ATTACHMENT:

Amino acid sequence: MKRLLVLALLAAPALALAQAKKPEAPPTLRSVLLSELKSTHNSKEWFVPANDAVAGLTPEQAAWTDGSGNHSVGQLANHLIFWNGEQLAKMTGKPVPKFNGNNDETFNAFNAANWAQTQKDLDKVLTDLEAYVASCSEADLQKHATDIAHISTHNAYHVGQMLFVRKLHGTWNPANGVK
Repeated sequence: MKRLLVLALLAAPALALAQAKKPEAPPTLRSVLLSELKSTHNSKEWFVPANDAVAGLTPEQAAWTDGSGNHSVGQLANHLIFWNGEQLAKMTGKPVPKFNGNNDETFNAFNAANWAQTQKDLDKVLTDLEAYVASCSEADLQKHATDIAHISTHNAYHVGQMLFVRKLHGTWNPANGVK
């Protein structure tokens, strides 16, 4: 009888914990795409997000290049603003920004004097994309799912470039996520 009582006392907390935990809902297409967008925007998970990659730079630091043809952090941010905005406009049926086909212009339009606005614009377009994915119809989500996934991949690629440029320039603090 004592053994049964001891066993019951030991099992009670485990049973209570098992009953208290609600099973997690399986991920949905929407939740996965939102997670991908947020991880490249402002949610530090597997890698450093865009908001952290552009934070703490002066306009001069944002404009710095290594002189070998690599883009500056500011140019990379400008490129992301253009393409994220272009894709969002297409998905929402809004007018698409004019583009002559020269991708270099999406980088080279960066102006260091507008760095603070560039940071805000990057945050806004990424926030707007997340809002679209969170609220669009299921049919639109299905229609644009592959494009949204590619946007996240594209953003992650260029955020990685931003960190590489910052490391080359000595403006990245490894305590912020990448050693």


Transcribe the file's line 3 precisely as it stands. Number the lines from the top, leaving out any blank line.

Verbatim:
């Protein structure tokens, strides 16, 4: 009888914990795409997000290049603003920004004097994309799912470039996520 009582006392907390935990809902297409967008925007998970990659730079630091043809952090941010905005406009049926086909212009339009606005614009377009994915119809989500996934991949690629440029320039603090 004592053994049964001891066993019951030991099992009670485990049973209570098992009953208290609600099973997690399986991920949905929407939740996965939102997670991908947020991880490249402002949610530090597997890698450093865009908001952290552009934070703490002066306009001069944002404009710095290594002189070998690599883009500056500011140019990379400008490129992301253009393409994220272009894709969002297409998905929402809004007018698409004019583009002559020269991708270099999406980088080279960066102006260091507008760095603070560039940071805000990057945050806004990424926030707007997340809002679209969170609220669009299921049919639109299905229609644009592959494009949204590619946007996240594209953003992650260029955020990685931003960190590489910052490391080359000595403006990245490894305590912020990448050693």